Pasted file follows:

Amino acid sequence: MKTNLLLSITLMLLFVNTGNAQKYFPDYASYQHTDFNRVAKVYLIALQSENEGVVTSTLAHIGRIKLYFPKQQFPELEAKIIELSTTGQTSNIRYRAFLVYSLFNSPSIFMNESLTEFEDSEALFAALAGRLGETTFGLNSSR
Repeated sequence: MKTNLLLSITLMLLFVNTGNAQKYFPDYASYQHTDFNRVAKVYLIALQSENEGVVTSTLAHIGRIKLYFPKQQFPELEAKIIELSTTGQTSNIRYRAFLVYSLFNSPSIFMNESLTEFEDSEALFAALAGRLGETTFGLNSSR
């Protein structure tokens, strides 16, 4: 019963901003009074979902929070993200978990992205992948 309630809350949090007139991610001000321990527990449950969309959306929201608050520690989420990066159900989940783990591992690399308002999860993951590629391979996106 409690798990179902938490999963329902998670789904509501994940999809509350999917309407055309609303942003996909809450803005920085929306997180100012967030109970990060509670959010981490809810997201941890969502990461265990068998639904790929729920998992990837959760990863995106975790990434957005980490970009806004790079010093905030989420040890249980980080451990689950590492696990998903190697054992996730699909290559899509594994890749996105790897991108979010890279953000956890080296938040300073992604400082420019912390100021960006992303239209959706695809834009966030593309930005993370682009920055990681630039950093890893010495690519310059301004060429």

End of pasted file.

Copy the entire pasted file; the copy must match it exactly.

Amino acid sequence: MKTNLLLSITLMLLFVNTGNAQKYFPDYASYQHTDFNRVAKVYLIALQSENEGVVTSTLAHIGRIKLYFPKQQFPELEAKIIELSTTGQTSNIRYRAFLVYSLFNSPSIFMNESLTEFEDSEALFAALAGRLGETTFGLNSSR
Repeated sequence: MKTNLLLSITLMLLFVNTGNAQKYFPDYASYQHTDFNRVAKVYLIALQSENEGVVTSTLAHIGRIKLYFPKQQFPELEAKIIELSTTGQTSNIRYRAFLVYSLFNSPSIFMNESLTEFEDSEALFAALAGRLGETTFGLNSSR
């Protein structure tokens, strides 16, 4: 019963901003009074979902929070993200978990992205992948 309630809350949090007139991610001000321990527990449950969309959306929201608050520690989420990066159900989940783990591992690399308002999860993951590629391979996106 409690798990179902938490999963329902998670789904509501994940999809509350999917309407055309609303942003996909809450803005920085929306997180100012967030109970990060509670959010981490809810997201941890969502990461265990068998639904790929729920998992990837959760990863995106975790990434957005980490970009806004790079010093905030989420040890249980980080451990689950590492696990998903190697054992996730699909290559899509594994890749996105790897991108979010890279953000956890080296938040300073992604400082420019912390100021960006992303239209959706695809834009966030593309930005993370682009920055990681630039950093890893010495690519310059301004060429």